Ada Lovelace was born in London, England in 1815 and she was a mathematician, an analyst, a metaphysician, a self-described ‘poetical scientist’ and considered by many to be the very first Computer Programmer. When she was 17, she heard of a new calculating machine called ‘The Analytical Engine’ that was being developed by fellow British mathematician Charles Babbage. She was impressed with Babbage’s goal of developing a calculating engine that “could not only foresee but act on that foresight.”
In an article published in 1843, Ada predicted that such a machine could be used to produce graphs, compose music and would be used for practical and scientific use. The Analytical Engine incorporated an arithmetic logic unit, control flow in the form of conditional branching and loops, and integrated memory making it the first general-purpose mechanical computer. Ada began working with Babbage and suggested a plan for the engine that would calculate Bernoulli numbers and this is now regarded as the very first ‘computer program’.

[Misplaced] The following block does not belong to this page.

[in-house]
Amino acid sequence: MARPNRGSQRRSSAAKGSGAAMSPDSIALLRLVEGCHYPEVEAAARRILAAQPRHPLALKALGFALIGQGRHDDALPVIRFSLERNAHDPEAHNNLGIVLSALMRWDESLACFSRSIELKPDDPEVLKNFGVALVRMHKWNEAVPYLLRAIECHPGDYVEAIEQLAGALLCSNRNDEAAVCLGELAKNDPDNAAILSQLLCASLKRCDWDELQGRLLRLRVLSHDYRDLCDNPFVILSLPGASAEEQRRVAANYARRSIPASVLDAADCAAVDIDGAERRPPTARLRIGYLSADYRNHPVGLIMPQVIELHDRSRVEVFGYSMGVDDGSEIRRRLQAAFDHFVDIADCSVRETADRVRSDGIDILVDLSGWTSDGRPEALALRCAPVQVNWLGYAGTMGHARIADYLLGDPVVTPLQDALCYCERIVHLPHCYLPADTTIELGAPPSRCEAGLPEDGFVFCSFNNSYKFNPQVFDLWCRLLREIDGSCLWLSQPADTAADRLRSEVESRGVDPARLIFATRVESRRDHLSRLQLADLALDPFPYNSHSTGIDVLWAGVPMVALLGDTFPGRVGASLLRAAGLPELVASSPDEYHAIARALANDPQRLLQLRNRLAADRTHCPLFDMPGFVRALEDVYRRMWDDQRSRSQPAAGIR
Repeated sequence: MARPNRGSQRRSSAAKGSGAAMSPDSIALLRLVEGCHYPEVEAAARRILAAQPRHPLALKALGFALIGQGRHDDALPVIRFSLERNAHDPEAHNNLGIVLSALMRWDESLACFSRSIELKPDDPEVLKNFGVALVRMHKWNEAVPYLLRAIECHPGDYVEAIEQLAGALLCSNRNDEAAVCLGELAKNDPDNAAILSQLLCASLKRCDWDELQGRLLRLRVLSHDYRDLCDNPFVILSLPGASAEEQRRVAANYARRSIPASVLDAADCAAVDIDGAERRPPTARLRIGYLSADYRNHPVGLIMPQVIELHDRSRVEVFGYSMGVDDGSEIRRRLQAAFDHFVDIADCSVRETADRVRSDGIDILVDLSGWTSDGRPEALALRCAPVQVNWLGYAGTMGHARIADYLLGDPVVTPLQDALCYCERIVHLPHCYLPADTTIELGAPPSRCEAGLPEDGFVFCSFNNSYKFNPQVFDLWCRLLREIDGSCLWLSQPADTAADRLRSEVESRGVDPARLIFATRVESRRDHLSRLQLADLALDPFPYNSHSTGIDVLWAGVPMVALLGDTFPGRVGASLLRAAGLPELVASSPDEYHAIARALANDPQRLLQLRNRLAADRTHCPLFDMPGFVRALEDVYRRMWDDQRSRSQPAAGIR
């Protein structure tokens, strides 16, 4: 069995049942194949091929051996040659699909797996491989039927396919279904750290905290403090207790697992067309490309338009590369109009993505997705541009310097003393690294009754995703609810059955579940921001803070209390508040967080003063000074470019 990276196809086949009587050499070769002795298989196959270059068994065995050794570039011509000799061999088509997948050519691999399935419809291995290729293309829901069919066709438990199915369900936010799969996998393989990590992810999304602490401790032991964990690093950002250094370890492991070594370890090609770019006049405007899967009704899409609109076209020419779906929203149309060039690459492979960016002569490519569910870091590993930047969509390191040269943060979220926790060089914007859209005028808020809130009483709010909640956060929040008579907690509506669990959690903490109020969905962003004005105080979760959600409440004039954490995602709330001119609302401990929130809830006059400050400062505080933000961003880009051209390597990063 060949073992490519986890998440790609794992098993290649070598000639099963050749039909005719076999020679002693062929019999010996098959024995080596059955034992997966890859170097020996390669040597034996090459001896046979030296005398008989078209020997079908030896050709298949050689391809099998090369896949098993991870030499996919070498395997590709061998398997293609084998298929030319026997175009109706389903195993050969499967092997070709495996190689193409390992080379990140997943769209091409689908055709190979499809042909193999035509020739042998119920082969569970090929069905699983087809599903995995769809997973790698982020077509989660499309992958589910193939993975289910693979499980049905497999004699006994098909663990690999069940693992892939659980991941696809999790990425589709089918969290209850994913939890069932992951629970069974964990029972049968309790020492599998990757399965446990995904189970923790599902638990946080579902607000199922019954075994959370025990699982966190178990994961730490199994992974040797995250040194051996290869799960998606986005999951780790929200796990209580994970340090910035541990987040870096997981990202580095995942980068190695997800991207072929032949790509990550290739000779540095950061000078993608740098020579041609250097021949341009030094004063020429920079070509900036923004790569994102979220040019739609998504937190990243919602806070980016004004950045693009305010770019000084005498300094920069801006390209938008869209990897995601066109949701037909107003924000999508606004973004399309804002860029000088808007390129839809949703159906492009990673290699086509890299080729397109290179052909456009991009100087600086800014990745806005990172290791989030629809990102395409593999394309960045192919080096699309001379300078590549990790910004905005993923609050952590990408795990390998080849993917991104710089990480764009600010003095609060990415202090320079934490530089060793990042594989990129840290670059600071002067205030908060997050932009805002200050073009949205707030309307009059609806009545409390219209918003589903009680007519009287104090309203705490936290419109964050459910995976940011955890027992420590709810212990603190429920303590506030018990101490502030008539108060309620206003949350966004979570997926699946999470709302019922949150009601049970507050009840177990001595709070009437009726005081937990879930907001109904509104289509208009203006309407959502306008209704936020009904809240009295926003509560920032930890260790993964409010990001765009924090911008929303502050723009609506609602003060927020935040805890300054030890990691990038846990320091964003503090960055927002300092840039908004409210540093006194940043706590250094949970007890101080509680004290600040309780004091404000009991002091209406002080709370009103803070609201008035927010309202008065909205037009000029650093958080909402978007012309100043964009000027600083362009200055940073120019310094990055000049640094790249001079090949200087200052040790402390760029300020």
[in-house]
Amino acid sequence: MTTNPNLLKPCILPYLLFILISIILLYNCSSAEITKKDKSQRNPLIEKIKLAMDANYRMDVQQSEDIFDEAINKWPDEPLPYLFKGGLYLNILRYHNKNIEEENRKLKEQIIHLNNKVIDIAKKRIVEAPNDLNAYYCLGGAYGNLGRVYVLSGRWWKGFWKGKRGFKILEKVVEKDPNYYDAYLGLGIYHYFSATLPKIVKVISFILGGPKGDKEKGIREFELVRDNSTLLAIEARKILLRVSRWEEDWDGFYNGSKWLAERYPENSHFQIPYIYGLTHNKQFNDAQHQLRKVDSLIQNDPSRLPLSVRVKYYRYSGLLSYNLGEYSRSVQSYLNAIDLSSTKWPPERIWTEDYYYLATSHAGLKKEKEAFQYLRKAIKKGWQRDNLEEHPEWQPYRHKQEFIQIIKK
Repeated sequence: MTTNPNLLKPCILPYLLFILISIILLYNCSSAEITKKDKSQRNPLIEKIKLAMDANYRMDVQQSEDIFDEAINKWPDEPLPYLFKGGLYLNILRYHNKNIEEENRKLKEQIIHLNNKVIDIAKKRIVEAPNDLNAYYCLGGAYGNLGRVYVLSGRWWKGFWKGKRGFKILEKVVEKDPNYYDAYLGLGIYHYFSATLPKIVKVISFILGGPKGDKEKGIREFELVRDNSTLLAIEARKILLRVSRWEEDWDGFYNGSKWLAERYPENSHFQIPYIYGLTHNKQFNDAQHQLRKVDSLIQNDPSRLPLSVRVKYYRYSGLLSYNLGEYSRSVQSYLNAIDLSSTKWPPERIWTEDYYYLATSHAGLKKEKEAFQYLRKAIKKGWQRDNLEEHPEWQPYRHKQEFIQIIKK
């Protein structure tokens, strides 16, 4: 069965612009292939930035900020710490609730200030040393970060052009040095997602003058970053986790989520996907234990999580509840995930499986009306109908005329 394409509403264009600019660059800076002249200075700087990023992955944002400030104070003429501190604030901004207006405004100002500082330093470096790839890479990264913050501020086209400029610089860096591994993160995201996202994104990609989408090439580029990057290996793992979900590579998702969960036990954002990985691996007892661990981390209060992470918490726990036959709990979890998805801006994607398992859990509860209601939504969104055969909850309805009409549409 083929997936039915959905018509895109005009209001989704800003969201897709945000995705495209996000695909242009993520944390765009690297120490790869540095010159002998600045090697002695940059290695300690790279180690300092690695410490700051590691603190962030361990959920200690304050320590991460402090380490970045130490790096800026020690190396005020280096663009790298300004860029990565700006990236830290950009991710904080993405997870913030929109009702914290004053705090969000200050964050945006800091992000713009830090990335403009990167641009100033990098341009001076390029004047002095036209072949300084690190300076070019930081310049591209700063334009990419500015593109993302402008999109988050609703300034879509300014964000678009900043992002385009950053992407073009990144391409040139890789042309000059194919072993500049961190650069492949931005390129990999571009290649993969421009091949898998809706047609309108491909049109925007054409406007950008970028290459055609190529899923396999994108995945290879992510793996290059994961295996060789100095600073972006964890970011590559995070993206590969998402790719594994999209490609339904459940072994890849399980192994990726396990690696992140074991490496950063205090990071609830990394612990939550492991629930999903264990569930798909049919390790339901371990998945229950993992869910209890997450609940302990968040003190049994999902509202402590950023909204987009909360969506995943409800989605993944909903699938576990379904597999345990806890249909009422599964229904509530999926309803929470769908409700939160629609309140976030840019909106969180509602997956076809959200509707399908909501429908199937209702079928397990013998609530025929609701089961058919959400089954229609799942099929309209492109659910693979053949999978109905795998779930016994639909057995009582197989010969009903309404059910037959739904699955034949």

In Ada’s personal life, she had a relationship with Sir David Brewster that invented the kaleidoscope and Charles Dickens. Dickens was one of the last non-family members at her deathbed when she passed in 1852. A software language developed by the U.S Department of Defense was named ‘Ada’ in her honor in 1979.
Thank you, Ada, for being the Founder of Scientific Computing and the first pioneer in our industry.